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When the Saudi royal family vacationed in Los Angeles, they hired Jayne Amelia Larson, an actress struggling to make ends meet, to be their personal chauffeur. She'd heard stories of the Saudis' outrageously generous gratuities and figured that several weeks at their beck and call might be worth her time. But when the family arrived via their private jet with an entourage of forty and millions of dollars in cash, Jayne Amelia realized she might be getting into more than she bargained for.
For weeks, Larson observed the family's opulent lifestyle: they occupied four luxury hotels, enjoyed day in and day out shopping binges, and servants catered 24/7 to Princess Zaahira and her entourage. From the thirteen-year-old princess who slapped down $100 dollar bills at a supermarket and didn't bother to wait for her change to the nanny who ran away in the airport the moment she was handed her passport, the stories Larson shares are bizarre, poignant, and illustrative of the profound contradictions and complications that only such massive wealth can create.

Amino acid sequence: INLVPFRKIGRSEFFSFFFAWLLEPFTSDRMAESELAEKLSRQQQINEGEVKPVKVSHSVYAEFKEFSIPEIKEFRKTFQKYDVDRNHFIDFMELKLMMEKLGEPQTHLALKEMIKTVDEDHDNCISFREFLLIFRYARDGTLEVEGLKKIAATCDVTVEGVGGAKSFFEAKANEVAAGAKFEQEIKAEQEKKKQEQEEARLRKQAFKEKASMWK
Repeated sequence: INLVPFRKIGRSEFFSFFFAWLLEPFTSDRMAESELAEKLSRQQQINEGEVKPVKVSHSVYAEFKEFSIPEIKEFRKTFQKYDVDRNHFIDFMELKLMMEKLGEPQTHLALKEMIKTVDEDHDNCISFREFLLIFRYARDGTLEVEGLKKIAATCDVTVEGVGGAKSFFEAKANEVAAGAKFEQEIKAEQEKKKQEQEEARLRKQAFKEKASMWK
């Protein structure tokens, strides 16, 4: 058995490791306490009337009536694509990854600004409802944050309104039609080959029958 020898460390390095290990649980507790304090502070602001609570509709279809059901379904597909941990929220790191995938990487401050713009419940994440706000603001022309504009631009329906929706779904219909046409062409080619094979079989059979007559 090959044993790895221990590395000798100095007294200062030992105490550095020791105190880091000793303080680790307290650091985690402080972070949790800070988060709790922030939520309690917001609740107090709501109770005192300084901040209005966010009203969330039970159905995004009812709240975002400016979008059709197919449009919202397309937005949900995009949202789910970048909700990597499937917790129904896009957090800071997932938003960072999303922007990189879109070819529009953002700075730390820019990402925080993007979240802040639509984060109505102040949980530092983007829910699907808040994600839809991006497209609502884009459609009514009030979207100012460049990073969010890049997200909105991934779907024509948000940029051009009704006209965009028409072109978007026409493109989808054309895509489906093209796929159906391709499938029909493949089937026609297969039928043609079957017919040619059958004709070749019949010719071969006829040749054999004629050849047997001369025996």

Driving the Saudis, based on the author's successful one-woman stage show, is a vivid portrait of the Saudi royals as few ever get to see them. As funny as it is insightful, this is a true-to-life fable for our times. But at its heart, it's a story about the corruption that infinite wealth creates, and about what we all do for money.